If the phone is mounted to the electric wheelchair anyway, could one just use the chair's battery as a powerbank?

You probably could. I personally wouldn't attempt it because I mostly do software and wouldn't want to risk draining it dry overnight or voiding the warranty or something, but if it's a just a car battery it shouldn't be hard for someone with more EE knowledge.

Another option might just be to mount an entirely sperate power system just for the phone and any other devices. Buy a huge USB power bank off Amazon and mount it to the carriage or something, might not even need duct tape.

That was my first thought too. If there's a 12v battery on the chair, a car USB adapter could power the qi pad. Then the issue is how to move phone to pad and move it off the pad for use. There would be virtually no chance of running down the wheelchair battery with this setup; the motors use much more energy than a USB charger.

It (or something in my stack) has choked for me a few times. The power went out at my house for an hour last week. and my kitchen lights somehow dropped off my network? I had to reconnect my lights to my network, and then i had to completely remove TPLink from my server, reboot the server, and then connect TPLink back to be able to control my lights.

Barring an extended power outage though, I would agree, it is pretty amazing.

Was looking at going with OpenHAB for a bit, but something about home assistant ease of use really got me.

I’d love to hear about your automations. Would you share them with us?

I thought somebody might ask, so I am just sanitising my config files and then they will be available on my Github[1] hopefully in about an hour. Was there any particular automation you were interested in?

[1]: https://github.com/robotsandcake/homeassistant

I’m interested in the whole thing, particularly any use cases I have not thought of.

I’m curious to know how you’d rank them by usefulness.

No problem, in about an hour things will start appearing And I will include usefulness et cetera.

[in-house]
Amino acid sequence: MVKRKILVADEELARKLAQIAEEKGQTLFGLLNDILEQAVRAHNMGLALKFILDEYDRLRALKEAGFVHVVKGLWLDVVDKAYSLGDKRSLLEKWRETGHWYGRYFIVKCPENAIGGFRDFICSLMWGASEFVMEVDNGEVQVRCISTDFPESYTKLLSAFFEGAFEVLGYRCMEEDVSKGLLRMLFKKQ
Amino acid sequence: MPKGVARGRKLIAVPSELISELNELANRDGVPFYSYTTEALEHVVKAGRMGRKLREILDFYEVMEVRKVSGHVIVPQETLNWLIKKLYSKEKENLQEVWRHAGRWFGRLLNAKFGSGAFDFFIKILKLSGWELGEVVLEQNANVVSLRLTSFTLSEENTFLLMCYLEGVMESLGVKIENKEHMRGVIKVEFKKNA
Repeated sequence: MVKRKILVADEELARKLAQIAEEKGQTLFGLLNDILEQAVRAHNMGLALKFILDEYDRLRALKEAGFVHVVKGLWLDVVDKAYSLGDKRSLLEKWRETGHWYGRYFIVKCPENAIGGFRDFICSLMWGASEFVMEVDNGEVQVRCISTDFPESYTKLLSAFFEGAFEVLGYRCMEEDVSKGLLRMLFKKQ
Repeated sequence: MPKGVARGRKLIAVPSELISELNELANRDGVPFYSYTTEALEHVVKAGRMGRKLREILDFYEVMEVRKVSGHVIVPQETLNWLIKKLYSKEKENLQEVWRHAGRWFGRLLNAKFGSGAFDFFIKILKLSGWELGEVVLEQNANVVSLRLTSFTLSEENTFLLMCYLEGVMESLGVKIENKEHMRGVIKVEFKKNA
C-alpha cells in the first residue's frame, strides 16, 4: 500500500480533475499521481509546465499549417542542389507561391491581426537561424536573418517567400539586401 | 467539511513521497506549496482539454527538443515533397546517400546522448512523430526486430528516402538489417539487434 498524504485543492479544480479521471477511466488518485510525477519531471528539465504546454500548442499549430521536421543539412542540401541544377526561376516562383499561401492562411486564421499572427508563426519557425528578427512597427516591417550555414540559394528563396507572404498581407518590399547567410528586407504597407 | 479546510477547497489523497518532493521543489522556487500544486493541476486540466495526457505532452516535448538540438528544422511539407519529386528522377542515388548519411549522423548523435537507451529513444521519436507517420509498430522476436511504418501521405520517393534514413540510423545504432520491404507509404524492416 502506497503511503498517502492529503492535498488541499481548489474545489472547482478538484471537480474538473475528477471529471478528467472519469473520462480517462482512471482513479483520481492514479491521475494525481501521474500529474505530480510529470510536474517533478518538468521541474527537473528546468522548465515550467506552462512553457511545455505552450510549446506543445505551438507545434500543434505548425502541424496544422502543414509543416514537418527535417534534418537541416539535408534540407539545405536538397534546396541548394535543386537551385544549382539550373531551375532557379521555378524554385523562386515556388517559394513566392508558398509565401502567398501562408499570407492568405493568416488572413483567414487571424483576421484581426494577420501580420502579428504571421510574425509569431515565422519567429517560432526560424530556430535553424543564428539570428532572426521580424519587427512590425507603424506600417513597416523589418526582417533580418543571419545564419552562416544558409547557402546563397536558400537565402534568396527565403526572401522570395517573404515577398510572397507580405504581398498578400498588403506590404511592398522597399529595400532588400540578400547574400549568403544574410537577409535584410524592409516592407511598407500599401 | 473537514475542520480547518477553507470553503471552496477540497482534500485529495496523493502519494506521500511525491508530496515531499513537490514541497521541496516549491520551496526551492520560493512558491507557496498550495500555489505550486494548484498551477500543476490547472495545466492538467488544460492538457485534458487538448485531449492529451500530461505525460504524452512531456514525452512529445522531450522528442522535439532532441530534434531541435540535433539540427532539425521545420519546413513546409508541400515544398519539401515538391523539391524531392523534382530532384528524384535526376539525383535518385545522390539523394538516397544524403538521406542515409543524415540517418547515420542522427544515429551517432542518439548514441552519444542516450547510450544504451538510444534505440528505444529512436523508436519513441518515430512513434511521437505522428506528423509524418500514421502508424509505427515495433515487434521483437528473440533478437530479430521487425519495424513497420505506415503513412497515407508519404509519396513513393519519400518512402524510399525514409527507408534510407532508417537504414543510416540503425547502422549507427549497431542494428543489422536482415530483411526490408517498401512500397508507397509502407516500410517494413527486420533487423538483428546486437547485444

The most commonly used automation by a very long way are the lights, because I use voice operated computer people were continually coming into my asking if I was okay because they could hear me talking. This obviously was crazy makin.

So now they ignore all talking unless they see:

All of the lights pulse on and off in a blue colour, which means can you please give me a hand when you have a minute I would like a drink or something similar and it is not urgent.


All of the lights pulse on and off in a red colour, which means drop and come running as I am having and episode of autononmic dysreflexia, my hair is on fire or something equally problematic. It is a very much urgent.

after that I would say that these three are the most used, I'm sure there is a way of pulling that information out of the database but I'm not sure how. If someone from home Assistant Team would like to tell me, that would be great!

* Battery Level on iPhone is below 20%, get someone to plug it in * Notification asking that the basement be closed when it starts raining, or if someone opens the window when rain is predicted to please close it * Logging whenever the medication draw is opened and closed and keeping a running tally (this one is super important)


Thanks a lot for sharing!

That is an incredible usage of Home Assistant! Could you give some more examples of automation which help you?

What brands have you found reliable and well supported?

Aeotec and Fibaro Tend to be my go to companies when I want to buy some sort of sensor, anything from door and window sensors to motion sensors. Overall they have been the most solid and well performing in my experience.